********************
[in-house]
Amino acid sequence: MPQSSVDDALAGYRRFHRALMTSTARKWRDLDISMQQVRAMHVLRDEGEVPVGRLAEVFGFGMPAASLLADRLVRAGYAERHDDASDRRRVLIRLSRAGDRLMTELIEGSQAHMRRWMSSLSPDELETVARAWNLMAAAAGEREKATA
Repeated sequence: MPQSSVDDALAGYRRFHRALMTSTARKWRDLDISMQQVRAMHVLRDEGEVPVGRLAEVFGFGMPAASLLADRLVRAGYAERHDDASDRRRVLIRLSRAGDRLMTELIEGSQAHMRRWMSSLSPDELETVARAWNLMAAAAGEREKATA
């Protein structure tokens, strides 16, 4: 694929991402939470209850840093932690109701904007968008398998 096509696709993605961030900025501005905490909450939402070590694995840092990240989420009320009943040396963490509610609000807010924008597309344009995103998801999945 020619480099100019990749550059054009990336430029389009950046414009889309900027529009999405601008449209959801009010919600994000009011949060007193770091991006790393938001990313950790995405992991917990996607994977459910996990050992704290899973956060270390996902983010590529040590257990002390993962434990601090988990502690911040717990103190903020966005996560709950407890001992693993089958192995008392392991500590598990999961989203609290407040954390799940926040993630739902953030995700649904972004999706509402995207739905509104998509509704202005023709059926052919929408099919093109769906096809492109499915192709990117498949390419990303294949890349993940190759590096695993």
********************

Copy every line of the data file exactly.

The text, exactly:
[in-house]
Amino acid sequence: MPQSSVDDALAGYRRFHRALMTSTARKWRDLDISMQQVRAMHVLRDEGEVPVGRLAEVFGFGMPAASLLADRLVRAGYAERHDDASDRRRVLIRLSRAGDRLMTELIEGSQAHMRRWMSSLSPDELETVARAWNLMAAAAGEREKATA
Repeated sequence: MPQSSVDDALAGYRRFHRALMTSTARKWRDLDISMQQVRAMHVLRDEGEVPVGRLAEVFGFGMPAASLLADRLVRAGYAERHDDASDRRRVLIRLSRAGDRLMTELIEGSQAHMRRWMSSLSPDELETVARAWNLMAAAAGEREKATA
């Protein structure tokens, strides 16, 4: 694929991402939470209850840093932690109701904007968008398998 096509696709993605961030900025501005905490909450939402070590694995840092990240989420009320009943040396963490509610609000807010924008597309344009995103998801999945 020619480099100019990749550059054009990336430029389009950046414009889309900027529009999405601008449209959801009010919600994000009011949060007193770091991006790393938001990313950790995405992991917990996607994977459910996990050992704290899973956060270390996902983010590529040590257990002390993962434990601090988990502690911040717990103190903020966005996560709950407890001992693993089958192995008392392991500590598990999961989203609290407040954390799940926040993630739902953030995700649904972004999706509402995207739905509104998509509704202005023709059926052919929408099919093109769906096809492109499915192709990117498949390419990303294949890349993940190759590096695993």